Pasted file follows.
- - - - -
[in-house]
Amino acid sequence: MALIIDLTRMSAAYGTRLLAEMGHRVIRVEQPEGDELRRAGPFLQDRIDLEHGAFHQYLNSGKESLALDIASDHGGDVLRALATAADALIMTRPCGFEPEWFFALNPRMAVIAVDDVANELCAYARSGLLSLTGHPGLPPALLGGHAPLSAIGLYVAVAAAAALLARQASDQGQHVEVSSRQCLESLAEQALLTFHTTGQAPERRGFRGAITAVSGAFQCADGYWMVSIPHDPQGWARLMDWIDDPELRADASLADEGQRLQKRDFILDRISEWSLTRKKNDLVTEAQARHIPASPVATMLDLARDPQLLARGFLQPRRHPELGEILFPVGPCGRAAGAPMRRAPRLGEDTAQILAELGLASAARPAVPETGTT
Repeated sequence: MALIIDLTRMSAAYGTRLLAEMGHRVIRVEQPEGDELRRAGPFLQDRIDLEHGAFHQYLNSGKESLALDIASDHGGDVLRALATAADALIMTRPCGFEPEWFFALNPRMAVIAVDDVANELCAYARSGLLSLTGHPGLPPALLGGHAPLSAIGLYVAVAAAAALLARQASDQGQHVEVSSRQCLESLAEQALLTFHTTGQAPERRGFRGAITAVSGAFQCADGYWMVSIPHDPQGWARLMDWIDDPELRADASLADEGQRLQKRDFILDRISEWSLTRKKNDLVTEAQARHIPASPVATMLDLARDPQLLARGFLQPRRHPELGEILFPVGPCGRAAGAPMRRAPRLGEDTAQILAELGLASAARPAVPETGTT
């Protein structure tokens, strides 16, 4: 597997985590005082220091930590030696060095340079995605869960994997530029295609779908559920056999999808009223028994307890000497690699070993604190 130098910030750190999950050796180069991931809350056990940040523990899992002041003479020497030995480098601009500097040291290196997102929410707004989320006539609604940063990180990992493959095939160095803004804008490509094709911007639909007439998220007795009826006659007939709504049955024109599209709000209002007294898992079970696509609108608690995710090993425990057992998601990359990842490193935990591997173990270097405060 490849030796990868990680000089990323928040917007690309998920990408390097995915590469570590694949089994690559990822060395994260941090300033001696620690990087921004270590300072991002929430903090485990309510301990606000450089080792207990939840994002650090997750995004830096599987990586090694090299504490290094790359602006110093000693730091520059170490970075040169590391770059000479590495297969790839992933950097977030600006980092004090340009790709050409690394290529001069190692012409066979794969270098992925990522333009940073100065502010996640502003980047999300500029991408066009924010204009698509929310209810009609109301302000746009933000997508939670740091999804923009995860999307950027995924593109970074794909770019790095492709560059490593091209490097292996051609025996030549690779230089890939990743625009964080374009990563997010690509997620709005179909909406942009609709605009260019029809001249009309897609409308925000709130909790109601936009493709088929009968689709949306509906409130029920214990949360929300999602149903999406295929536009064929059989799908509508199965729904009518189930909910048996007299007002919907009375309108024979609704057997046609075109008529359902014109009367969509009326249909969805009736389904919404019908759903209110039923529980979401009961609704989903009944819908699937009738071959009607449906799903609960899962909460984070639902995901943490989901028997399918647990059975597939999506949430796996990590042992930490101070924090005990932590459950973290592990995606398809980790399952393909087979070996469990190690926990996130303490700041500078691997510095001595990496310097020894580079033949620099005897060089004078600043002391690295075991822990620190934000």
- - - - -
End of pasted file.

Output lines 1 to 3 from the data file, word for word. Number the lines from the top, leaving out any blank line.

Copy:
[in-house]
Amino acid sequence: MALIIDLTRMSAAYGTRLLAEMGHRVIRVEQPEGDELRRAGPFLQDRIDLEHGAFHQYLNSGKESLALDIASDHGGDVLRALATAADALIMTRPCGFEPEWFFALNPRMAVIAVDDVANELCAYARSGLLSLTGHPGLPPALLGGHAPLSAIGLYVAVAAAAALLARQASDQGQHVEVSSRQCLESLAEQALLTFHTTGQAPERRGFRGAITAVSGAFQCADGYWMVSIPHDPQGWARLMDWIDDPELRADASLADEGQRLQKRDFILDRISEWSLTRKKNDLVTEAQARHIPASPVATMLDLARDPQLLARGFLQPRRHPELGEILFPVGPCGRAAGAPMRRAPRLGEDTAQILAELGLASAARPAVPETGTT
Repeated sequence: MALIIDLTRMSAAYGTRLLAEMGHRVIRVEQPEGDELRRAGPFLQDRIDLEHGAFHQYLNSGKESLALDIASDHGGDVLRALATAADALIMTRPCGFEPEWFFALNPRMAVIAVDDVANELCAYARSGLLSLTGHPGLPPALLGGHAPLSAIGLYVAVAAAAALLARQASDQGQHVEVSSRQCLESLAEQALLTFHTTGQAPERRGFRGAITAVSGAFQCADGYWMVSIPHDPQGWARLMDWIDDPELRADASLADEGQRLQKRDFILDRISEWSLTRKKNDLVTEAQARHIPASPVATMLDLARDPQLLARGFLQPRRHPELGEILFPVGPCGRAAGAPMRRAPRLGEDTAQILAELGLASAARPAVPETGTT